NEW ORLEANS — In the end, Drew Brees may have stayed too long, but can you blame him?
Brees, the ultimate competitor, the glass-half-full guy, the never-say-die guy, knew the talent on this Saints team.
The past four years he’s known he had a chance to return to the glory of the 2009 season and he poured it all into making it happen.
Still, it was painful to listen to analyst Troy Aikman constantly point out in the second half that the Saints would not throw the ball down the field and that the Bucs sometimes had 10 players within a few yards of the line of scrimmage.
The Saints’ two really-long pass attempts in the past two games were called for Brees' backups – a long pass call that Taysom Hill fumbled in the win over the Bears and Jameis Winston’s trick play toss to Tre’Quan Smith in Sunday’s loss.
Brees spent several of his most productive years slinging passes and setting records on teams without much defensive support, but he didn’t complain – at least not publicly. A tremendous 2017 draft class and exceptional personnel moves in the time since gave the Saints arguably their deepest team.
Brees’ playoff resume in New Orleans far exceeds anyone who came before him – nine playoff appearances, three NFC Championship games and that Super Bowl.
In addition, if you examine Brees’ playoff games here – even the losses – he always had the team with a chance to win - until yesterday. Even in 2011, with arguably the best team in club history that ended with that painful loss to San Francisco – Brees twice drove the team down the field to take the lead in the waning moments of the fourth quarter only to see the defense come up short.
In 2018’s painful loss to Minnesota, Brees brought the team back from a 17-0 deficit and into the lead before the the Stefon Diggs miracle and last year he led the team to 10 points in the final quarter to overcome a deficit before the Vikings scored a touchdown in overtime. In 2019, he drove the Saints to what would have been a winning field goal try before the officials decided to ignore two penalties on the same play.
The "experts" will dwell on the fact that he only got to one Super Bowl, lumping that with recent shortcomings and ignoring Brees' unjustly being denied a second Super Bowl berth in 2018.
But Brees’ final seasons were successful much more on guile than gun-slinging, more on methodically picking apart other teams with shorter passes that let his talented cast show what they could do.
Early in 2020 season, it was pointed out often that Brees had the least “air yards” of any quarterback in the league. Brees and the Saints overcame that for a nice mid-season run, but he suffered at least a couple of hits that cracked several ribs and punctured a lung. He came back in to play in that game, led a touchdown drive and endured a rough sack before saying he couldn’t go any more at halftime.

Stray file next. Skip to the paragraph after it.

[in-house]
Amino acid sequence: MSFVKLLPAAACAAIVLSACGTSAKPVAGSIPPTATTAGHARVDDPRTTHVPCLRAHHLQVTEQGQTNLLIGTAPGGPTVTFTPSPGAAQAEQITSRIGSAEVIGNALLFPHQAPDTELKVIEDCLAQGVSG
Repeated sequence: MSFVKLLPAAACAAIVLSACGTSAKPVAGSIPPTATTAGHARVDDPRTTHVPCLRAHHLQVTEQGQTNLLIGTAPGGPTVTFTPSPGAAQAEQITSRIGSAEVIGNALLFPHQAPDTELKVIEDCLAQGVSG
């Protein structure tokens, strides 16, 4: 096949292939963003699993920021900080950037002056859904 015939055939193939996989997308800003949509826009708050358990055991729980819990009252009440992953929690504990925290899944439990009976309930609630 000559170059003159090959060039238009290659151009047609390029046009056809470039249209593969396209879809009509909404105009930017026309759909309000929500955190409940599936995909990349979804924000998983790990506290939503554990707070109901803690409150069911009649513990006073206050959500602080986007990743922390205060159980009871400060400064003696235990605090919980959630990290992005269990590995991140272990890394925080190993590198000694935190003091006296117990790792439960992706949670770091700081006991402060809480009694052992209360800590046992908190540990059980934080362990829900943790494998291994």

After finding out the extent of his injuries, I could only wonder in amazement that he hadn’t been put in the hospital immediately. Most of us would have probably cried out in agony, had to be taken out on a stretcher and had trouble walking for weeks.
Brees’ effort was similar to when he broke his thumb the year before against the Rams. He was immediately on the sideline trying to take snaps and throw the ball before discretion became the better part of valor.
Going into Sunday’s game I figured the Saints had the advantage personnel-wise at most positions, except quarterback, but they were still good enough there if they just didn’t give the game away.
The defense played well enough to win. Alvin Kamara ran the ball well and Deonte Harris was a force before he was sidelined with his recurring neck injury.
Brees’ last few seasons, he became an aging baseball pitcher who went from his fastball to becoming a finesse pitcher and spotting his throws.
But despite losing the fastball Brees, gave the team the best chance to win and he deserved the shot.
What did Brees mean to the Saints? He meant after decades of mostly mediocre football that 98 percent of the Saints games the past 15 years had relevance. He meant that fans in their teens have never known anything but really good and — often great — football from the home team.
Brees had some missteps off the field, most notably this past offseason when he faced the wrath of current and former teammates after saying that he could never agree with someone who did not stand for the National Anthem. He said it while the country was reeling from high-profile shootings of unarmed Black citizens.
Brees seemed genuinely hurt and stunned by the criticism and apologized several times. He’s been spotted in pre-game warmups this year wearing the #sayhername shirt that was worn by social activists after the killing of Breonna Taylor and he helped sponsor the Black College Football Hall of Fame event.
Cynics would say he was trying to save his final season and his post-football announcing and commercial career, but I would defer to his teammates like Michael Thomas, Demario Davis and Malcolm Jenkins, prominent activists all. They know the heart of their teammate better than anyone and if they’re satisfied, I think that speaks volumes.
Brees has been in New Orleans for 15 years now. Lots of people think the “For Sale” sign will go up in his yard and that he’ll be headed for California as soon as his decision to retire is final. Maybe. But Brees has enough money to live anywhere in the entire world without working another day in his life.
If he chooses not to be New Orleans, don’t be offended. I think it’s pretty apparent that Brees has a great affinity for the city and all it has to offer. He was Bacchus after all. He is regularly spotted in Audubon Park playing with his kids. He dines in the city’s restaurants and has spoken at local high schools.
Brees isn’t perfect. But he’s been awfully, awfully good for the city of New Orleans and we’ve been lucky to have him.
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